Fall Sangria is the best drink to bridge the season between the last days of summer and upcoming sweater weather. This sangria is made with fresh figs, orange zest, and warming Fall spices, like cinnamon and ginger. It's a sangria made with light red wine (we like Pinot Noir), and orange liquor (also called Cointreau). Top it with some sparkling wine for maximum festiveness!
This drink is special enough for a party (scale it up for a crowd), or special enough to make 2 for a date night at home. I actually like this sangria hot or cold! If you're making it warm, leave off the optional sparkling wine floater at the end.
I first had sangria when I lived outside Napa in graduate school. I love fruity cocktails, and I love wine, so I wasn't even shocked at how much I loved fresh pieces of fruit in my wine!
How to Make Fall Sangria
This Fall sangria utilizes a handful of fresh figs, and it's preferred if they're approaching the over-ripe stage. We'll also be calling on a strip of orange zest, and a few spices from the cabinet to bring the autumn vibe.
- The best type of red wine to use for sangria is a light, not full-bodied red wine. Pinot Noir is dry with notes of berries and warm spices. This is why it goes so well in this autumn sangria drink!
- A great way to finish the cocktail is with a splash of a dry sparkling wine, like Brut Rosé. This is what I do when I'm serving it for a crowd. But at home, just for my husband and myself, it's great without it.
- Light Red Wine. A dry fruity red wine, like Pinot Noir is the best thing to use in a fruity Fall sangria.
- Orange Liquor. Anything from the fanciest Cointreau to regular orange liquor that you use to make margaritas.
- Orange. We just need the zest of a fresh orange. Use a vegetable peeler to make two 3-inch strips of zest from a washed and well-scrubbed orange.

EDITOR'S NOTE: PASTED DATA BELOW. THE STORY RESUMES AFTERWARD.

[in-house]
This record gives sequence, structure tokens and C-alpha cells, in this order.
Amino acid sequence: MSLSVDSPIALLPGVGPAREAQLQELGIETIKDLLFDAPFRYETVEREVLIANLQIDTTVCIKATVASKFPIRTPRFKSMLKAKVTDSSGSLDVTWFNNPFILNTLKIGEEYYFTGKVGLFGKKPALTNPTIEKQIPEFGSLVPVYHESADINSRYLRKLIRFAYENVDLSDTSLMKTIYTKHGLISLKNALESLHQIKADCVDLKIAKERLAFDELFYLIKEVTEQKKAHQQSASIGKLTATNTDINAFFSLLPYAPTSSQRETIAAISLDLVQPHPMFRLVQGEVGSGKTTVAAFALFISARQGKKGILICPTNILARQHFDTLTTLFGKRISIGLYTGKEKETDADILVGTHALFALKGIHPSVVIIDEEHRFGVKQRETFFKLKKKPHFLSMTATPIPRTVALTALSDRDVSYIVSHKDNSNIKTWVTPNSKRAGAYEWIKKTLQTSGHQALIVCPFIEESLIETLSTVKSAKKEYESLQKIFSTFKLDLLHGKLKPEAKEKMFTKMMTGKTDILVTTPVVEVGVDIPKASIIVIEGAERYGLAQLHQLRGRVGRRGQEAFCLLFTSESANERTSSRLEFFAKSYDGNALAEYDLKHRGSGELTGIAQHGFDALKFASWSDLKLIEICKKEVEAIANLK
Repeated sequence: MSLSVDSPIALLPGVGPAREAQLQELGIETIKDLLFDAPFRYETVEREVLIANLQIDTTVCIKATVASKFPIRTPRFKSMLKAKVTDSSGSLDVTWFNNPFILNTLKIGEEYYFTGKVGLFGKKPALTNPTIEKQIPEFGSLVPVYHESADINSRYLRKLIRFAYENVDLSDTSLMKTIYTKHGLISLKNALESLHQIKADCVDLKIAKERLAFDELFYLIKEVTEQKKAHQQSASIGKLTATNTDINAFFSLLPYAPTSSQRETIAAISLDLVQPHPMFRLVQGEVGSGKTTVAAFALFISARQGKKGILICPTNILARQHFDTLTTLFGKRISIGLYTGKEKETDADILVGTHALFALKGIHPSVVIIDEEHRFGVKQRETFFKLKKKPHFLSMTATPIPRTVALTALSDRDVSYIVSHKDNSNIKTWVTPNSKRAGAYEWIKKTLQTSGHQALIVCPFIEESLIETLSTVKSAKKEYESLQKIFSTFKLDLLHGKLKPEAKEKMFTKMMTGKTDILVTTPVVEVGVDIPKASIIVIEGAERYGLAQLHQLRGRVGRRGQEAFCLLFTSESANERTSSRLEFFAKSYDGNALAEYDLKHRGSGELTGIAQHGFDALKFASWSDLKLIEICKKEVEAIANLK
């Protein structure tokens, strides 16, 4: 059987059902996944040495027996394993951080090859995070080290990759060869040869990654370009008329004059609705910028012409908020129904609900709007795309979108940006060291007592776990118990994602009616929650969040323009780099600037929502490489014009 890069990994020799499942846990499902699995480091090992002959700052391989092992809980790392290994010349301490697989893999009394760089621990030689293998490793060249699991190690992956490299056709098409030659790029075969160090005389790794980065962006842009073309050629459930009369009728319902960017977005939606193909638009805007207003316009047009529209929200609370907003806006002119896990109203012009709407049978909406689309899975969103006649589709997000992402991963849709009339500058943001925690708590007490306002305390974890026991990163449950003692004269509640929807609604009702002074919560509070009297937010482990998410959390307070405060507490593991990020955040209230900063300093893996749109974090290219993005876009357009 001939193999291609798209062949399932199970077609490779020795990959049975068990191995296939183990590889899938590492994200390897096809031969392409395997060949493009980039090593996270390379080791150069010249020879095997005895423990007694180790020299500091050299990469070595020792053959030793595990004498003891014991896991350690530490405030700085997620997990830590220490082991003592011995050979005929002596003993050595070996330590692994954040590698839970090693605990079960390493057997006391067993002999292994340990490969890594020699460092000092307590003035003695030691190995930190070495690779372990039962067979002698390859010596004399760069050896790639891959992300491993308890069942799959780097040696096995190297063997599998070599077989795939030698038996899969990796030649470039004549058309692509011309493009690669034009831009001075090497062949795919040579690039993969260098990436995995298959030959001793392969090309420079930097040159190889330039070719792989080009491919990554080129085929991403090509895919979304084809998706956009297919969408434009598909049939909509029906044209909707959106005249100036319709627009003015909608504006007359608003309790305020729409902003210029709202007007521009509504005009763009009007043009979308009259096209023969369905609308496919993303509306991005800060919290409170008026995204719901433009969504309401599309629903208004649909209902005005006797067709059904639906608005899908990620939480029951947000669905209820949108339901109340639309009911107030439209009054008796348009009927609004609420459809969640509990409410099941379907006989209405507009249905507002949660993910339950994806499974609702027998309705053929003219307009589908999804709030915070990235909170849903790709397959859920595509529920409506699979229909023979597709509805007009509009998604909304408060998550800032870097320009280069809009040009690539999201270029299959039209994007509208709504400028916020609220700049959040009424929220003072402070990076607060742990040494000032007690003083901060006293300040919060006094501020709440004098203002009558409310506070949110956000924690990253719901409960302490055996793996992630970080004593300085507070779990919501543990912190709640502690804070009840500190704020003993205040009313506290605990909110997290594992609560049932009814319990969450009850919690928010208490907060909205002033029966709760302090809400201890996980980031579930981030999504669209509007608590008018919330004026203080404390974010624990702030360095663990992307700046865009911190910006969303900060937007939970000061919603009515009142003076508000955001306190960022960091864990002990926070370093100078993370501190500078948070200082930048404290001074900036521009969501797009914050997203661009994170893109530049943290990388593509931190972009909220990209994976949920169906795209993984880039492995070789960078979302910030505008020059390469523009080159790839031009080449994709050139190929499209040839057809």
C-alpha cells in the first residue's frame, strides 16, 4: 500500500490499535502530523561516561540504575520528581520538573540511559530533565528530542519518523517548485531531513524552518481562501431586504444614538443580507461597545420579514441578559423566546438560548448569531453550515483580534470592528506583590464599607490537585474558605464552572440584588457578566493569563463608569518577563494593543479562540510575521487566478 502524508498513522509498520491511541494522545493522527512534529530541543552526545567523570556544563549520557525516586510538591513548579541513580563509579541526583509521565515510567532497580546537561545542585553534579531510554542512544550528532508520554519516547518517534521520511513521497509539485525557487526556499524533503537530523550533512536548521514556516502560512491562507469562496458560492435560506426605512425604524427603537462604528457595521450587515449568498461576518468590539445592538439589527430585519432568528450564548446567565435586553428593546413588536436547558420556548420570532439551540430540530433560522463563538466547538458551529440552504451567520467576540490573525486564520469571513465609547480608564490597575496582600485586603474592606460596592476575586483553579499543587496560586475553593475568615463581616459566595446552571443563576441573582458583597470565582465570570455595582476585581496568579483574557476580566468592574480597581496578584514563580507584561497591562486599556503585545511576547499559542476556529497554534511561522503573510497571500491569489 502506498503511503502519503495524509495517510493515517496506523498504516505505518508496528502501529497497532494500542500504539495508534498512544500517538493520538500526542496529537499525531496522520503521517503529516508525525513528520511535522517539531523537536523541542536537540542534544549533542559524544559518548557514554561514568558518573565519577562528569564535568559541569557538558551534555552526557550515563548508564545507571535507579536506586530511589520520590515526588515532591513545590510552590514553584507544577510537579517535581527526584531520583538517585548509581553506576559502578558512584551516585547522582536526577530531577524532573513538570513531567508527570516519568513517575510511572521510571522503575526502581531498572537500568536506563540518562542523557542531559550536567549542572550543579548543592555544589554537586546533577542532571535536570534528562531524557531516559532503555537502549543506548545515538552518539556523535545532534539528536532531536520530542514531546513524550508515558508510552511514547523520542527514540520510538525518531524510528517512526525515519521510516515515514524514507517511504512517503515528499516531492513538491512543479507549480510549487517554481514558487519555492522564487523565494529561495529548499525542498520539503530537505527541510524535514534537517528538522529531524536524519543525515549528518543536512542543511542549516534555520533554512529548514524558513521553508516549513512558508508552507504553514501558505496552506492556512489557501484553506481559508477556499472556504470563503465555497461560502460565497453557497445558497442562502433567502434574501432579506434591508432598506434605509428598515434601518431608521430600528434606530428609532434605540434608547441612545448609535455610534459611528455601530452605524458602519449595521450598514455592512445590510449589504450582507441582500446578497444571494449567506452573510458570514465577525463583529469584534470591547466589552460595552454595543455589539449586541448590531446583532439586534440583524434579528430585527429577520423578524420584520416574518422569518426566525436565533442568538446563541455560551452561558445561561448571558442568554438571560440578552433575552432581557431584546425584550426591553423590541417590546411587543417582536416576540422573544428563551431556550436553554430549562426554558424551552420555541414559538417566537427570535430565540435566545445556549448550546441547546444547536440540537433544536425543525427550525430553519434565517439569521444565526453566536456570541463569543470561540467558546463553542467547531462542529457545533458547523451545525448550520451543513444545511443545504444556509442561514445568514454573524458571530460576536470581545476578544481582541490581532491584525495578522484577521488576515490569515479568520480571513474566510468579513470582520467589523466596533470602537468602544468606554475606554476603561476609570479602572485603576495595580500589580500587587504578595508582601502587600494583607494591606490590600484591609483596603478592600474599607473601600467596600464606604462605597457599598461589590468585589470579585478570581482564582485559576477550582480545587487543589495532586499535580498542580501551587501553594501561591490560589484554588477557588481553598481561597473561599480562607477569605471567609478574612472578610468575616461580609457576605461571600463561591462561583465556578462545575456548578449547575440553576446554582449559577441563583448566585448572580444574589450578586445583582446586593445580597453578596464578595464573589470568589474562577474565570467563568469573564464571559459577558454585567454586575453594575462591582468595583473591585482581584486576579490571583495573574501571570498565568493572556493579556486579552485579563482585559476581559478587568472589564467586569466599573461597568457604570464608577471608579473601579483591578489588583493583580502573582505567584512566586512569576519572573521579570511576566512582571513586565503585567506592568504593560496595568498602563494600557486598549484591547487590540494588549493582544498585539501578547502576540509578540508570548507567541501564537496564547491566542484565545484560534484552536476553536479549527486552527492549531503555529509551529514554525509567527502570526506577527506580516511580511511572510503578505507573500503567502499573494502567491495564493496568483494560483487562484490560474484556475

- Ground Cinnamon.
- Ground Ginger. Dried ground ginger brings an earthiness and warm spice flavor to this drink. I love it so much.
- Fresh Figs. While my homemade fig newtons call for dried figs, this sangria is what I make when I have a surplus of fresh figs. It uses up 8 whole figs, which is about half a pint from the farmer's market. I prefer Mission or Kadota figs, but if you have a fig tree, use whatever you have!
- Sparkling Wine. This is an optional floater. If you decided to use it, try a Brut Rosé.
- Gather all of the ingredients for the recipe. Have the wine chilled if you would like to serve this iced, or at room temperature if you'd like to serve it warm. If you're serving it warm, omit the sparkling wine.
- Chop the figs into quarters, and add them to a large quart-sized mason jar. Add the red wine, orange liquor, orange zest, and spices. Muddle this mixture very well so that the spices dissolve.
- Stir everything together very well one last time, and then place a strainer over the jar. Divide the liquid between two wine glasses.
- Top each glass with sparkling wine, if you like. Garnish with a slice of fig and an additional orange twist.